Floyd confirmed the uptick in his own district. There’s been more fights and disagreements on the rise.
You can’t have teaching and learning if you have an environment that’s chaotic and unsafe.
With the number of alerts Floyd’s received, teachers are appreciative in having the ability to notify administration. They have options to trigger the type of response they need, whether it’s admin help or emergency services.
Chief Trawick confirmed the data as well, “We’ve had a significant increase in our medical and mental health challenges in our classrooms.”
But the SRO helps to stabilize and assist the administration and counselors while also helping with getting the students the support they need.
Actionable and Effective School Improvement Plans
While the data points to an increase in student behavior, districts can use this data to inform a school improvement plan.
School campuses are large in terms of square footage. This includes those nooks and crannies where there’s limited camera visibility and exterior areas of recreation like soccer and football fields.
Districts usually only have one or two school resource officers. So, they can only be in one place at one time. Fights get started from conversations or disagreements that lead to provocations.
Once the situation escalates, teachers see its initiation of the problem. So they can easily use their CrisisAlert badge to call for help. This mitigates and de-escalates the situation. School personnel, like guidance counselors, can use conflict resolution or peer mitigation to help students self-regulate.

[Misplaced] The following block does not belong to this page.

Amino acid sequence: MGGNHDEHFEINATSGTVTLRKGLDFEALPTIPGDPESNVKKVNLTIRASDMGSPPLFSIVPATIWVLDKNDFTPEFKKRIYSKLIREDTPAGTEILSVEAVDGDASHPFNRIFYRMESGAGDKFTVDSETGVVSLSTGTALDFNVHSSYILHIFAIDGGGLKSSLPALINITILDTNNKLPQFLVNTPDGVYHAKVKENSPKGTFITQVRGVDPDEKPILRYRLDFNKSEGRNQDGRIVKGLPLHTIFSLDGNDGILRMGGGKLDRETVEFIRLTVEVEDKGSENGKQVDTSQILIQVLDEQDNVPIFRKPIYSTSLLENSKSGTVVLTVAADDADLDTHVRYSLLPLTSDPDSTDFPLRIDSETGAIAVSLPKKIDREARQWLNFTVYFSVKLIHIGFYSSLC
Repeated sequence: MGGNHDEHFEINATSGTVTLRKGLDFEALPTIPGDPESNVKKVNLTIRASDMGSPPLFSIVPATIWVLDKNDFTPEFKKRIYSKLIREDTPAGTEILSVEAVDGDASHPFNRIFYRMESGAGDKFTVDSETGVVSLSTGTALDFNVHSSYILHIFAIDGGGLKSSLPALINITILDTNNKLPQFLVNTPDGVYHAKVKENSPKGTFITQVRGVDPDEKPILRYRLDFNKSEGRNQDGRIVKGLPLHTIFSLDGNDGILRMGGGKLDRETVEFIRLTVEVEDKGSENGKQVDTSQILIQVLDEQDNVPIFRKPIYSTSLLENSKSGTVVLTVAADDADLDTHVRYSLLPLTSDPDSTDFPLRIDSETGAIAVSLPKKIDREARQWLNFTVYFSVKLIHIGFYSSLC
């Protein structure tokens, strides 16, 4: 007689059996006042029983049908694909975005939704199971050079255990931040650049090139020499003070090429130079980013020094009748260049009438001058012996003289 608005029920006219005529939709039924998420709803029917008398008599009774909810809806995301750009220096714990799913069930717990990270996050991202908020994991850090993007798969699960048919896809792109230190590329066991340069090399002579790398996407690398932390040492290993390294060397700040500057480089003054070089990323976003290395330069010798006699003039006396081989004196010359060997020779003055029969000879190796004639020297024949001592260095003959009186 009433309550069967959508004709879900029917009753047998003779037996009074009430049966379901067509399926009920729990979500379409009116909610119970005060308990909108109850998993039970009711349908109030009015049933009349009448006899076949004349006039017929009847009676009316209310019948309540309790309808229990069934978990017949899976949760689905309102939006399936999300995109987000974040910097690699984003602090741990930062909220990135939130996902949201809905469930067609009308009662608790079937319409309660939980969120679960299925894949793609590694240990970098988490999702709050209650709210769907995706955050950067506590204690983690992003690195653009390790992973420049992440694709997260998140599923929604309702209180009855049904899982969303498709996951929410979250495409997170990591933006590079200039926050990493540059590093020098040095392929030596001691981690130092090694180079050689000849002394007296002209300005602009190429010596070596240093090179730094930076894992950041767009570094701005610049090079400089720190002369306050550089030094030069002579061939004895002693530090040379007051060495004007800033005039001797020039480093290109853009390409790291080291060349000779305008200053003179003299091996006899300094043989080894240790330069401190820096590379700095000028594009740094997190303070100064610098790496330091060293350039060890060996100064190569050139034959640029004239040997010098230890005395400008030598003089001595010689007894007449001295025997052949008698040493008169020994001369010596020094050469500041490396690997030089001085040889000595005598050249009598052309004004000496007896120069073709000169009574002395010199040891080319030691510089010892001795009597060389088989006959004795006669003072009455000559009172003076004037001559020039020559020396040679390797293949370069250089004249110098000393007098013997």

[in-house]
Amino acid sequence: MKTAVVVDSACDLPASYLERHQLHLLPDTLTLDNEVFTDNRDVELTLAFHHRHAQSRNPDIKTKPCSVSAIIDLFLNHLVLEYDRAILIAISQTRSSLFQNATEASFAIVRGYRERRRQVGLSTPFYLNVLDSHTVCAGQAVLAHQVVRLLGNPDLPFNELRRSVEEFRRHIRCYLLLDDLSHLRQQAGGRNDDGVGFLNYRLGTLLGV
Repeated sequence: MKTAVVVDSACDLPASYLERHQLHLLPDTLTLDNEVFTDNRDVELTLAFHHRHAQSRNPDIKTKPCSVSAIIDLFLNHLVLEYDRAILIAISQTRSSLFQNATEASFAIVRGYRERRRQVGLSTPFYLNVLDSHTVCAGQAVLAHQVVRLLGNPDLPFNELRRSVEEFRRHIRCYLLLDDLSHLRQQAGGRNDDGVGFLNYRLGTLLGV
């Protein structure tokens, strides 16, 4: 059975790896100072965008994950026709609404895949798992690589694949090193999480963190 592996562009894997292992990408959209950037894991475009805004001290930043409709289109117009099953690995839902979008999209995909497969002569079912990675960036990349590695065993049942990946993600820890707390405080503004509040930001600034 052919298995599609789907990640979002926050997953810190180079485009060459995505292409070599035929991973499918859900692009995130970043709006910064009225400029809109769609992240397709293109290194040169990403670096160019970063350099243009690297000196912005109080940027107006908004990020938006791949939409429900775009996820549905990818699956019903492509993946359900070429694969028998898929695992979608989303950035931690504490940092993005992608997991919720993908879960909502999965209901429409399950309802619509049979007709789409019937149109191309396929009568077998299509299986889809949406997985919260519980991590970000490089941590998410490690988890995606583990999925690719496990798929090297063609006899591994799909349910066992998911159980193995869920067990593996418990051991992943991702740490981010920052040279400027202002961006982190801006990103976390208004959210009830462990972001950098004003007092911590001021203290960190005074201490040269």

This is a valuable tool, and it shows a decrease in the numbers as it relates to fights in school. Chief Trawick’s seen a decrease in suspension rates because SROs are able to get to incidents quickly and mitigate the situation.
When there’s less suspensions and more conflict resolutions applied, the overall school culture improves.
Parent and Community Support
Floyd mentions that while the mental health challenges increased, the surprising piece is the support of the parents. They understand that the district is getting the child in crisis the resources he or she needs.
Not only that, with spotty cell service in most buildings, no one has to rely on their cell phone for help, which parents and teachers really appreciate. CrisisAlert still operates without service. This feature helps tremendously and gives a sense of satisfaction to teachers and the community because they know the device works regardless.
Another improvement to Floyd’s safety plan–he noted that the district isn’t near a local hospital. He’s received countless letters from parents thanking the school board and administration for having something in place for students with medical needs like seizures or mental health emergencies.
A parent of a child who experienced an emergency even mentioned in their letter that they weren’t so sure what would have happened if the response was not as quick as it was, and how grateful they are for that.
The community supports Floyd’s use of CrisisAlert and CENTEGIX because they understand how it works and that the element of time is now on the school’s side.
Common Sense School Safety Plans
With swift and accurate emergency and administrative responses, teachers, parents, and students feel safer in schools. This, in turn, creates a school culture where every person feels valued enough to be kept safe.
Watch more of the webinar and learn how else CENTEGIX and CrisisAlert has positively impacted schools.
Ready to learn how CrisisAlert can help your school specifically? Book a free demo here.